Free Speech Victory! California Court Backs Baker’s Religious Refusal to Make Gay Wedding Cake

Written by Kevin Fobbs on February 9, 2018

Just when conservatives were coming to the conclusion that west coast courts were a judicial tool of liberals, one California court decides to back a baker’s religious freedom. According to the San Francisco Chronicle, a California judge has ruled that a Bakersfield owner of a bakery had a free-speech right to turn away a lesbian couple who wanted him to make a cake to celebrate their marriage. Does this mean a ray of religious freedom can influence other judges to follow suit?

Although the history of California justice has been overwhelming, dramatically left of the United States’ Constitution and its religious freedoms’ protections, California Kern County Superior Court Judge David Lampe made a convincing stand for bakery owner Cathy Miller’s religious constitutional rights. He ruled, “The state asks this court to compel Miller against her will and religion to allow her artistic expression in celebration of marriage to be co-opted to promote the message desired by same-sex marital partners,” Judge Lampe stressed. “The right to freedom of speech under the First Amendment outweighs the state’s interest in ensuring a freely accessible marketplace.

Is this anti-gay discrimination as the gay couple is alleging?

Based upon Charles LiMandri of the Freedom of Conscience Defense Fund, understanding of the religious rights of Miller, the answer is a solid no. LiMandri said, “Cathy would never discriminate against anyone who walks through her bakery’s doors,” reported the San Francisco Chronicle. He added, “She will gladly serve anyone, including same-sex couples.

Trending: Judge Rules Thousands Of Previously ‘Invalid’ Votes To Be Declared ‘Valid’

Ever since the Supreme Court ruled incorrectly in its June 2015 decision to recognize gay marriage, a number of same-sex couples have been searching for a way to attack the legitimacy of a Christian baker’s constitutional freedom of speech right. Even though Miller stood by her religious freedom right and refused to make a cake for Eileen and Mireya Rodriguez-DelRio, in August 2017, she did refer them to another nearby bakery.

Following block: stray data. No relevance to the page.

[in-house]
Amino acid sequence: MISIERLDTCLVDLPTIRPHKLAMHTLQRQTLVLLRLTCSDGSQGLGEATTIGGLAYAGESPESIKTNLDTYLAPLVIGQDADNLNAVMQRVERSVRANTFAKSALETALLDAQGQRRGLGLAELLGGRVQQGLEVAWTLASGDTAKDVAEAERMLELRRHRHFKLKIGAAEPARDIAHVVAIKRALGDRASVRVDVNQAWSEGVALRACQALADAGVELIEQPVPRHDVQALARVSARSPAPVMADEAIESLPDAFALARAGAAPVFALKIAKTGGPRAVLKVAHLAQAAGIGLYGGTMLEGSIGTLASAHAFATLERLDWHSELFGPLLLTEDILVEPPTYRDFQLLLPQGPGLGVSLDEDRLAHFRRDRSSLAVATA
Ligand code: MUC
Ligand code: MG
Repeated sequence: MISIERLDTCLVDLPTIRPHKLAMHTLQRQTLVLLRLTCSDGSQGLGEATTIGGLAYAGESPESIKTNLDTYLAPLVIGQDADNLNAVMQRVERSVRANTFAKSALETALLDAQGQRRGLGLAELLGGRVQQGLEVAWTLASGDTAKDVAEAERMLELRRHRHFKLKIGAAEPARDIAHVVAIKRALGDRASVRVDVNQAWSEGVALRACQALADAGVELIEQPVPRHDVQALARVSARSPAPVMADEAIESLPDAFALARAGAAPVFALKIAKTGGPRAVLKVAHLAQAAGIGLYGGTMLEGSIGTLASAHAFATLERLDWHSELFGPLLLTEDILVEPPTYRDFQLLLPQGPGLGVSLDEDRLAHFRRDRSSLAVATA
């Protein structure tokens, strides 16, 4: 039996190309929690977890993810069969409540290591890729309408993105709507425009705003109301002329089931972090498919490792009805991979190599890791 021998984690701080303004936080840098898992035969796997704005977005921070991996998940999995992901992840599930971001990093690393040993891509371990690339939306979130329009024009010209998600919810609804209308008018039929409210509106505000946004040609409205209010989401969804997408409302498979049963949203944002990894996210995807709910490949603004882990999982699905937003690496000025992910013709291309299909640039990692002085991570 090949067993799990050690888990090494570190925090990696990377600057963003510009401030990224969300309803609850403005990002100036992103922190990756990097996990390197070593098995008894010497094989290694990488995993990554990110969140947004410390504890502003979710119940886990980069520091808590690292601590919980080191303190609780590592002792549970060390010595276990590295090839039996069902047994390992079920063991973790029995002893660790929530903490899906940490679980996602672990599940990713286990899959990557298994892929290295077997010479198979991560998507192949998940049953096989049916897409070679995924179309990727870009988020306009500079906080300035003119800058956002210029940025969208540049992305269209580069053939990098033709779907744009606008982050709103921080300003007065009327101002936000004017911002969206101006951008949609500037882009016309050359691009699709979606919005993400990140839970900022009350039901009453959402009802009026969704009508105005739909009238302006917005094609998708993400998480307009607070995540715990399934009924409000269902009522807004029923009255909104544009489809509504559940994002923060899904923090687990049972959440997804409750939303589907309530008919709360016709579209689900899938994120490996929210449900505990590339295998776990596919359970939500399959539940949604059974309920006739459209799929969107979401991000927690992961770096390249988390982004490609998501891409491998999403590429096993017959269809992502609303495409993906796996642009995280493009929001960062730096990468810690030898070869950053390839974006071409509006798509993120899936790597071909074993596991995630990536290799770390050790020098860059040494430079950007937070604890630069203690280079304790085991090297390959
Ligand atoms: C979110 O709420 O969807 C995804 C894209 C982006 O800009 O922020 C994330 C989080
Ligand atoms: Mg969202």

Instead, the gay couple decided to take their complaint about nonservice to the Department of Fair Employment and Housing, and alleged discrimination. The state agency tried to force Miller to forcefully comply to the will of the state. Judge David Lampe disagreed with the gay couple and the state agency.

Judge Lampe zeroed in on the clear distinction that liberals who support the gay couple and other couples across the nation are seeking to force Christian bakers to use their artistic skills against their Christian beliefs. Judge Lampe ruled that Miller did not refuse to sell a cake that was already made to a same-sex couple. That, the judge felt, may have been discrimination. He pointed out that, “However, forcing her to bake a new cake would have been an impermissible form of coercion.”

This legal point is crucial, because in December the U.S. Supreme court heard a similar case involving a Christian Colorado baker who also refused to make a wedding cake for a same-sex couple. The state of Colorado had passed an anti-discrimination law based upon sexual orientation. The high court is expected to render a ruling by the end of June which could determine if a Christian baker can be forced to use their creative talent against their will or if their right of refusal is a constitutionally protected act of free speech.

Image: Excerpted from: CC0 creative Commons;

Kevin Fobbs
Kevin Fobbs has more than 35 years of wide-ranging experience as a community and tenant organizer, Legal Services outreach program director, public relations consultant, business executive, gubernatorial and presidential appointee, political advisor, widely published writer, and national lecturer. Kevin is co-chair and co-founder of AC-3 (American-Canadian Conservative Coalition) that focuses on issues on both sides of the border between the two countries.